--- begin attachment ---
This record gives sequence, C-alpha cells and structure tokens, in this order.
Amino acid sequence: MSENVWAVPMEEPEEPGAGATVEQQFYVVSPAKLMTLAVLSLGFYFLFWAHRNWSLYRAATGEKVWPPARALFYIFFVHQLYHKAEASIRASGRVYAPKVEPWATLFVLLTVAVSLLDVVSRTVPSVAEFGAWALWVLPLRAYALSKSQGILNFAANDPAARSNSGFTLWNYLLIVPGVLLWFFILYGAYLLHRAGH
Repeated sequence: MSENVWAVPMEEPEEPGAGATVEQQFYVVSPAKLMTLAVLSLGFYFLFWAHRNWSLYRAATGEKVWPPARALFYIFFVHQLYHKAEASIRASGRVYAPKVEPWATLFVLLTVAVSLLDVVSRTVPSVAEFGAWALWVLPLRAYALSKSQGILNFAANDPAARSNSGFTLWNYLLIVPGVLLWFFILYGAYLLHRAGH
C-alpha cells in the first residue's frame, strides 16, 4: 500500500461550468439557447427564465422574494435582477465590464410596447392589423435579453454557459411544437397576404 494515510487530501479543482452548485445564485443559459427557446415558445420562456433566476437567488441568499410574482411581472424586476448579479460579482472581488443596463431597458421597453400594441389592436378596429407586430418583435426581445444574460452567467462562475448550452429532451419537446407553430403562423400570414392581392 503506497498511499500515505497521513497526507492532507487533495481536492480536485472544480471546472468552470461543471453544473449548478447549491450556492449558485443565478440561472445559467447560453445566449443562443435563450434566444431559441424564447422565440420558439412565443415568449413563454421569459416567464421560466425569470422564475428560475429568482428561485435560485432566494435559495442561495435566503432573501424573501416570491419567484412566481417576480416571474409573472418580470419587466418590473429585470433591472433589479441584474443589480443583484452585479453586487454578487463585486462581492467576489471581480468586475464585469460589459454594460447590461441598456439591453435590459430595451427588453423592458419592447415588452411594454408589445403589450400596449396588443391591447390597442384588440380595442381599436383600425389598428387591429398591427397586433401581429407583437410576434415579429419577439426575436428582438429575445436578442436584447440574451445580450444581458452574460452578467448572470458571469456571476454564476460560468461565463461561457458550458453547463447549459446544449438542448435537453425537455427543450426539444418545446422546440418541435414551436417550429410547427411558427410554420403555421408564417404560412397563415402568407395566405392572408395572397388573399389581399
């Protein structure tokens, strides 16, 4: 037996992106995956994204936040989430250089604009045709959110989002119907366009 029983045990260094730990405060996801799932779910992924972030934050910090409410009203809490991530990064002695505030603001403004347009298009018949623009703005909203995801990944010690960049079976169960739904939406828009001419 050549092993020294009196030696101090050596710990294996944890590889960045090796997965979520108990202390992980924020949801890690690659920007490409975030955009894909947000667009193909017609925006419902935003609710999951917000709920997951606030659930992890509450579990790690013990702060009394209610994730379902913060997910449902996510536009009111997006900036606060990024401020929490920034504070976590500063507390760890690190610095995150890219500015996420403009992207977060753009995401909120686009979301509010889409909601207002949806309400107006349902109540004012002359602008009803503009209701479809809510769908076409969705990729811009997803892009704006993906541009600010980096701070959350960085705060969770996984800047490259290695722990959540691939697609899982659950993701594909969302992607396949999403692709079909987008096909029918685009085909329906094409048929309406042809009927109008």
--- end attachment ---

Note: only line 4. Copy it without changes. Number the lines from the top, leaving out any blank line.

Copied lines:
C-alpha cells in the first residue's frame, strides 16, 4: 500500500461550468439557447427564465422574494435582477465590464410596447392589423435579453454557459411544437397576404 494515510487530501479543482452548485445564485443559459427557446415558445420562456433566476437567488441568499410574482411581472424586476448579479460579482472581488443596463431597458421597453400594441389592436378596429407586430418583435426581445444574460452567467462562475448550452429532451419537446407553430403562423400570414392581392 503506497498511499500515505497521513497526507492532507487533495481536492480536485472544480471546472468552470461543471453544473449548478447549491450556492449558485443565478440561472445559467447560453445566449443562443435563450434566444431559441424564447422565440420558439412565443415568449413563454421569459416567464421560466425569470422564475428560475429568482428561485435560485432566494435559495442561495435566503432573501424573501416570491419567484412566481417576480416571474409573472418580470419587466418590473429585470433591472433589479441584474443589480443583484452585479453586487454578487463585486462581492467576489471581480468586475464585469460589459454594460447590461441598456439591453435590459430595451427588453423592458419592447415588452411594454408589445403589450400596449396588443391591447390597442384588440380595442381599436383600425389598428387591429398591427397586433401581429407583437410576434415579429419577439426575436428582438429575445436578442436584447440574451445580450444581458452574460452578467448572470458571469456571476454564476460560468461565463461561457458550458453547463447549459446544449438542448435537453425537455427543450426539444418545446422546440418541435414551436417550429410547427411558427410554420403555421408564417404560412397563415402568407395566405392572408395572397388573399389581399